O'Donoghue, Aoife (2020) 'Syria & locating tyranny, hegemony and anarchy in contemporary international law.', Jus Cogens., 2 (1). pp. 29-55.
Substantive renderings of tyranny, hegemony or anarchy as governance forms within international law seldom appear. When invoked, tyranny and anarchy are presented as exceptional while hegemony, in accounts often borrowed from international relations scholarship, is defined as mundane and a natural explanation of international legal governance. This article puts forward substantive accounts of all three—tyranny, anarchy and hegemony—and utilises these to understand a single event, the airstrikes against Syria after the use of chemical weapons by the Assad Government in 2018. This event is first described in detail. The article examines the current use of the three theories in international legal theory and considers their substantive content. Next, these three theories are applied both singularly and in combination to the events in Syria to demonstrate what can be observed about international law through their deployment. This article shows the value of understanding the operation of international law through each of these prisms in their substantive form but also, and most markedly, what can be understood when all three frames are combined to explore a single event.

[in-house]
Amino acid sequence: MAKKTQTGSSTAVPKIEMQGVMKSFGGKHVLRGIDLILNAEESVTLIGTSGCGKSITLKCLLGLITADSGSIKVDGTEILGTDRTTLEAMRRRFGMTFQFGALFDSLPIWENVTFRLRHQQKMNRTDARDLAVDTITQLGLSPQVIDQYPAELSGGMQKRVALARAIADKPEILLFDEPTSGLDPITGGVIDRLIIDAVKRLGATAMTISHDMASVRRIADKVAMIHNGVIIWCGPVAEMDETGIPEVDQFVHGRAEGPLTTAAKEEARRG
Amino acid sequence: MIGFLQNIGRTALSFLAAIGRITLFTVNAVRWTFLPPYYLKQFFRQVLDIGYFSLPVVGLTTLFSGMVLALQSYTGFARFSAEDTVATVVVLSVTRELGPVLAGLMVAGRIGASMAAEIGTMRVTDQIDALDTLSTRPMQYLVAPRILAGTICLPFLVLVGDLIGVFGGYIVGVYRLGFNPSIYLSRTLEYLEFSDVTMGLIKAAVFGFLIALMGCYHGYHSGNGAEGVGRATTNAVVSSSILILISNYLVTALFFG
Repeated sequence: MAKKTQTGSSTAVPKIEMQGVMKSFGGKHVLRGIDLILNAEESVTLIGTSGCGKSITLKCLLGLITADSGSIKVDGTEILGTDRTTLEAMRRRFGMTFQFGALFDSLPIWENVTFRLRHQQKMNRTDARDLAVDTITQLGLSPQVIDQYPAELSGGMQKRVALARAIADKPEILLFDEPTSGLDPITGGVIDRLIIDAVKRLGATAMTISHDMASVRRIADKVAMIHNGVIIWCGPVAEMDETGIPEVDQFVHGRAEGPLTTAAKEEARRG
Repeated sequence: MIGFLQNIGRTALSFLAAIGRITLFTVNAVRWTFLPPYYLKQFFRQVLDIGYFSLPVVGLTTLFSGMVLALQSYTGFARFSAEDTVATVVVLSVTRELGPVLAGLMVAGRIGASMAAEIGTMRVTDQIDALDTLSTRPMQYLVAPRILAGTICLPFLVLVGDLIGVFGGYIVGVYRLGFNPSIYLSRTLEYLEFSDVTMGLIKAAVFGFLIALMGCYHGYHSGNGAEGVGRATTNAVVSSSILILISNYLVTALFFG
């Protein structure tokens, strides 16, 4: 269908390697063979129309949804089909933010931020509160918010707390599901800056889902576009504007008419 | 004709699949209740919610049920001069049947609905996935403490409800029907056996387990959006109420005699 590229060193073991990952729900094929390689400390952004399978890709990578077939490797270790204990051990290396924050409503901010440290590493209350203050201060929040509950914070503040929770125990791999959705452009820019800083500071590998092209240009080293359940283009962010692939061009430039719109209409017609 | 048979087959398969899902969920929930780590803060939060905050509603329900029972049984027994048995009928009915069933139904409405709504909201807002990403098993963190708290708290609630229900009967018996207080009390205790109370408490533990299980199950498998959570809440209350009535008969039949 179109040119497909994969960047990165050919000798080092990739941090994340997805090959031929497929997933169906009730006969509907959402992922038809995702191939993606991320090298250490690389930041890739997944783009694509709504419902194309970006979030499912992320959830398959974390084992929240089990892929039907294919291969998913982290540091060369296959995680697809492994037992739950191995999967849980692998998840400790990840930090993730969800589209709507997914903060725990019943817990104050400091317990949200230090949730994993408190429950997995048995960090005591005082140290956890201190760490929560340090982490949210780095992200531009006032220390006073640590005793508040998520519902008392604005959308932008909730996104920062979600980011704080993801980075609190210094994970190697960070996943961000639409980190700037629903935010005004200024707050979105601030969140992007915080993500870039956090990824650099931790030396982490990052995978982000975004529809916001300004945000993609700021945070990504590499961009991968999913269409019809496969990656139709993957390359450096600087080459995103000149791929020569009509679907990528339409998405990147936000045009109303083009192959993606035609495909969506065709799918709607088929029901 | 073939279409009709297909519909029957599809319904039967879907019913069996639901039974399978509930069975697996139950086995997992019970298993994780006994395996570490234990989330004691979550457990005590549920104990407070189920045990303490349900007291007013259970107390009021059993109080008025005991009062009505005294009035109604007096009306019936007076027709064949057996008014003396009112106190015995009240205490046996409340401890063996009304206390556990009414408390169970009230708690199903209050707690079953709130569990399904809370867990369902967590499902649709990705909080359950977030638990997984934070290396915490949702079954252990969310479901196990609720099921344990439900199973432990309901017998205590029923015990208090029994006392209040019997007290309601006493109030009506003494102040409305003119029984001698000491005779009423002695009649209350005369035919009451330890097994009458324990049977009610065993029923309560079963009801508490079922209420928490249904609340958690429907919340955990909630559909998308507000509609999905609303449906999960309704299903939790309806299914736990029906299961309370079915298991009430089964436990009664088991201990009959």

|Full text:||(AM) Accepted Manuscript|
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|Publisher Web site:||https://doi.org/10.1007/s42439-020-00015-0|
|Publisher statement:||This is a post-peer-review, pre-copyedit version of an article published in Jus Cogens. The final authenticated version is available online at: https://doi.org/10.1007/s42439-020-00015-0|
|Date accepted:||17 March 2020|
|Date deposited:||18 March 2020|
|Date of first online publication:||02 June 2020|
|Date first made open access:||02 June 2021|
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